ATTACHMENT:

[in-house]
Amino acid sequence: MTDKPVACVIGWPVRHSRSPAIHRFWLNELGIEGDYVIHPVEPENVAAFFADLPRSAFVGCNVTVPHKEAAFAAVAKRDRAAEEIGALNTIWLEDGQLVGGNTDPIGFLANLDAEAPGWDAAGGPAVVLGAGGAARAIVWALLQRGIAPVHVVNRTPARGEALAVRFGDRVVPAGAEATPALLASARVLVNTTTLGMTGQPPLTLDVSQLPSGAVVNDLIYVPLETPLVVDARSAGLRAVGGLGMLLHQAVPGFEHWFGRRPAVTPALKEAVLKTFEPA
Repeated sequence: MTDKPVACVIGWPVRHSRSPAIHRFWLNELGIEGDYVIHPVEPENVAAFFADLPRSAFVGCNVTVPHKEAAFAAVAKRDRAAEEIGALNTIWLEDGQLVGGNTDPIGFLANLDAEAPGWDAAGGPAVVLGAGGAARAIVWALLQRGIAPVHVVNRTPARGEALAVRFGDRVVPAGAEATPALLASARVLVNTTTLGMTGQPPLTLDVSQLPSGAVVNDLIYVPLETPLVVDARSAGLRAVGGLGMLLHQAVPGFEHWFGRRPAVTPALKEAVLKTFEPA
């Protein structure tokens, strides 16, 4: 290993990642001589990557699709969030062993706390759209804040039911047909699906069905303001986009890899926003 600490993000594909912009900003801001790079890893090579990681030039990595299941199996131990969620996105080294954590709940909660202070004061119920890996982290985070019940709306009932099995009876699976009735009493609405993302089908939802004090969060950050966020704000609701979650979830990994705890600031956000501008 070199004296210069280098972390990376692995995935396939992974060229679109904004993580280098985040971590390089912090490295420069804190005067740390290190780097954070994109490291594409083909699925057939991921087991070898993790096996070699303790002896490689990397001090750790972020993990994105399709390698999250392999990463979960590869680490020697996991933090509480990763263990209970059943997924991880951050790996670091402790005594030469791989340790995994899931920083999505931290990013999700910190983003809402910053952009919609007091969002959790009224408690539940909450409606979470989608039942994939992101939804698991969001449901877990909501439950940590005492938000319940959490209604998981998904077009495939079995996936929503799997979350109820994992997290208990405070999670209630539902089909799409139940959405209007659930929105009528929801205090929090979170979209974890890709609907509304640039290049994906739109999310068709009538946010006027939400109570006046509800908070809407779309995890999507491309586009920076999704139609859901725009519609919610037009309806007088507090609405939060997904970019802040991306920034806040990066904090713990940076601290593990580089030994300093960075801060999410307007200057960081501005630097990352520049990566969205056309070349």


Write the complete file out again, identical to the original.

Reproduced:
[in-house]
Amino acid sequence: MTDKPVACVIGWPVRHSRSPAIHRFWLNELGIEGDYVIHPVEPENVAAFFADLPRSAFVGCNVTVPHKEAAFAAVAKRDRAAEEIGALNTIWLEDGQLVGGNTDPIGFLANLDAEAPGWDAAGGPAVVLGAGGAARAIVWALLQRGIAPVHVVNRTPARGEALAVRFGDRVVPAGAEATPALLASARVLVNTTTLGMTGQPPLTLDVSQLPSGAVVNDLIYVPLETPLVVDARSAGLRAVGGLGMLLHQAVPGFEHWFGRRPAVTPALKEAVLKTFEPA
Repeated sequence: MTDKPVACVIGWPVRHSRSPAIHRFWLNELGIEGDYVIHPVEPENVAAFFADLPRSAFVGCNVTVPHKEAAFAAVAKRDRAAEEIGALNTIWLEDGQLVGGNTDPIGFLANLDAEAPGWDAAGGPAVVLGAGGAARAIVWALLQRGIAPVHVVNRTPARGEALAVRFGDRVVPAGAEATPALLASARVLVNTTTLGMTGQPPLTLDVSQLPSGAVVNDLIYVPLETPLVVDARSAGLRAVGGLGMLLHQAVPGFEHWFGRRPAVTPALKEAVLKTFEPA
């Protein structure tokens, strides 16, 4: 290993990642001589990557699709969030062993706390759209804040039911047909699906069905303001986009890899926003 600490993000594909912009900003801001790079890893090579990681030039990595299941199996131990969620996105080294954590709940909660202070004061119920890996982290985070019940709306009932099995009876699976009735009493609405993302089908939802004090969060950050966020704000609701979650979830990994705890600031956000501008 070199004296210069280098972390990376692995995935396939992974060229679109904004993580280098985040971590390089912090490295420069804190005067740390290190780097954070994109490291594409083909699925057939991921087991070898993790096996070699303790002896490689990397001090750790972020993990994105399709390698999250392999990463979960590869680490020697996991933090509480990763263990209970059943997924991880951050790996670091402790005594030469791989340790995994899931920083999505931290990013999700910190983003809402910053952009919609007091969002959790009224408690539940909450409606979470989608039942994939992101939804698991969001449901877990909501439950940590005492938000319940959490209604998981998904077009495939079995996936929503799997979350109820994992997290208990405070999670209630539902089909799409139940959405209007659930929105009528929801205090929090979170979209974890890709609907509304640039290049994906739109999310068709009538946010006027939400109570006046509800908070809407779309995890999507491309586009920076999704139609859901725009519609919610037009309806007088507090609405939060997904970019802040991306920034806040990066904090713990940076601290593990580089030994300093960075801060999410307007200057960081501005630097990352520049990566969205056309070349």